Jerusalem's Abu Tor residents protest municipal construction plans

Residents’ anger is directed at a plan the city is promoting in which the soccer pitch next to Beit Nehemiah will be demolished to make space for an addition to the Nehemiah Center.

Abu Tor_521 (photo credit: Courtesy)
Abu Tor_521
(photo credit: Courtesy)

Last Sunday afternoon, the small soccer field in the heart of the Jewish Abu Tor neighborhood was full of children and their family members, who came not only to encourage the kids participating in the game, but to protest what they say is abuse by the municipality in its plans for the area. 

The lovable game brings together children from the eastern and western sides of this Seam Line neighborhood. This time it also brought together about 300 residents who recenlty signed a petition against the city’s plan to build an auditorium on the field.

The concern is not only about a plan they didn’t ask for, but a bad feeling that this plan is the worst thing that could be done in these uneasy times, with the tensions creeping into the different populations of the neighborhood. “We feel that the municipality not only ignores our real needs, but also grossly defeats the local cooperative initiatives, which are so important these days,” says a woman who has been living there for more than 20 years.

Residents’ anger is directed at a plan the city is promoting in which the soccer pitch next to Beit Nehemiah will be demolished to make space for an addition to the Nehemiah Center. This structure, once a community center, became a pre-military academy for youth enlisting into elite army units. Since that change about a decade ago, under mayor Nir Barkat, the Jewish part of Abu Tor became part of the Greater Baka local council and community center. 

The residents say their first mistake was to give up the building as a community center, because the facts on the ground indicate that since then things have only gotten worse, from their point of view. “This is a small, crowded neighborhood,” explains Shira Breuer, a member of the action committee fighting the city’s expansion plan.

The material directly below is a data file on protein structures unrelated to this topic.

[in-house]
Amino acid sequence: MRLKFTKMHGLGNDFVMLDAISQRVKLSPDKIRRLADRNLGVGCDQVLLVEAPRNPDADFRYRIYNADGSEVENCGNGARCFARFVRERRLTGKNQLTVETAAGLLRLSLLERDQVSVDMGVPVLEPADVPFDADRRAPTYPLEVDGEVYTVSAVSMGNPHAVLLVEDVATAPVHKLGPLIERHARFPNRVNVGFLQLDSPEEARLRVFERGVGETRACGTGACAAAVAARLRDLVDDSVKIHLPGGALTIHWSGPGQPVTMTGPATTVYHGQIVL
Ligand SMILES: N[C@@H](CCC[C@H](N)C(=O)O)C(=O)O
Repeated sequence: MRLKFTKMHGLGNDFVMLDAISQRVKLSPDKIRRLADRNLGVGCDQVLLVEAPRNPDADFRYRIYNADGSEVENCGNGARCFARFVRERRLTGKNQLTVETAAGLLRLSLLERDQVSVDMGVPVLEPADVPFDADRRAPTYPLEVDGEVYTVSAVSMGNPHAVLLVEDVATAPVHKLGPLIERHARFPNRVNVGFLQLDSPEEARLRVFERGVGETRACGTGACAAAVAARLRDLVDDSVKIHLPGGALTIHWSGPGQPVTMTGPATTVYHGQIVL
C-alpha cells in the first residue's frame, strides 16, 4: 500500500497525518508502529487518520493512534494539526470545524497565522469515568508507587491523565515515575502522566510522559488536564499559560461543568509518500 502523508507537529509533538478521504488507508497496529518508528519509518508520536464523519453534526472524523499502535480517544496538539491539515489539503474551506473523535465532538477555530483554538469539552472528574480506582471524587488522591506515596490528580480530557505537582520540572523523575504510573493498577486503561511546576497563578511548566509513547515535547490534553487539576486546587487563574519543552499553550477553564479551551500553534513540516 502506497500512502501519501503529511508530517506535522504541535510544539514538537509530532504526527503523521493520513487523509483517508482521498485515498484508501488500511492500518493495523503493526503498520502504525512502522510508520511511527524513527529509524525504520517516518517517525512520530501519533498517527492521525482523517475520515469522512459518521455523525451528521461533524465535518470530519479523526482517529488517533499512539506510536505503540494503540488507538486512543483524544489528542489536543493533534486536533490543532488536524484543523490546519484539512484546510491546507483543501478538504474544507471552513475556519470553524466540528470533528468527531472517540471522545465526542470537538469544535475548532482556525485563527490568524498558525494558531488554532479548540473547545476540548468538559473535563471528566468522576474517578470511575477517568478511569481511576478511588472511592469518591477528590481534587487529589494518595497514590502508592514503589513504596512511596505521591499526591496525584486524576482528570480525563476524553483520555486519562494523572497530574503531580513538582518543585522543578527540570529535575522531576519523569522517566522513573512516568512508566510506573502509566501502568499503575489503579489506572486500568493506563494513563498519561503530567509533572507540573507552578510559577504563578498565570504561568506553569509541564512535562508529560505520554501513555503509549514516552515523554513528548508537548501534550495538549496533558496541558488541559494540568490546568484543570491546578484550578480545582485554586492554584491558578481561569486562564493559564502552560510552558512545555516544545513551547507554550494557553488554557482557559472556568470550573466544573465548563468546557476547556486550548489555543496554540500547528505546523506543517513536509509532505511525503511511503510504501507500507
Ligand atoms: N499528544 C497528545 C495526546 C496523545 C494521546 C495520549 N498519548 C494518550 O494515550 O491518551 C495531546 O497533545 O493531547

SAFRA SQUARE has become the headquarters of Jerusalem’s battle against the virus. (credit: MARC ISRAEL SELLEM/THE JERUSALEM POST)SAFRA SQUARE has become the headquarters of Jerusalem’s battle against the virus. (credit: MARC ISRAEL SELLEM/THE JERUSALEM POST)
 

“We have a total of about 1,300 residents on the Jewish side, while the Arab neighborhood, Abu Tori, has about 12,000 residents. They have their needs and their shortcomings to complete, while ours is a very small neighborhood, and the main problem with us in recent years is in the area of traffic within the neighborhood, with a severe shortage of parking, especially since the Yes Planet center opened, and narrow streets within.”

Breuer says that about a few months ago residents were informed that the municipality made a decision that the Nehemiah Center would be expanded. The plan is to build a 400-seat hall and auditorium, to be built on part of the playground used by the neighborhood’s children. 

“I do not understand how, especially these days, that it is so important to do everything in order to calm things down and promote coexistence plans, there are people in the municipality who think that the most urgent thing is to destroy this plot of land? 

“It’s a local neighborhood initiative, where kids from both sides of the neighborhood meet, and their coach today was in the past himself a kid who came from Abu Tori to play with our kids here. 

“Why destroy it?”

Not only were residents bewildered, so was the school adjacent to the soccer field. The pitch is located on an area belonging to an educational institution that serves children with special needs. The school administration didn’t know about the plan to swallow up half of the plot of land either, which would prevent the establishment from expanding its building if it so desired in the future. 

But the aspect that most angers the residents of the neighborhood on the Jewish side is what they see as the complete disregard for them and their desires from the city’s authorities. 

“The manager of the Greater Baka council to which we belong isn’t representing us in this matter – and we feel alone in the campaign,” says Breuer. “We asked for an amplifier for the game last Sunday and we were refused, so finally, one of the residents brought his own private one. But what does that say about our representation when dealing with the authorities?” 

The municipality declined to comment by press time. ❖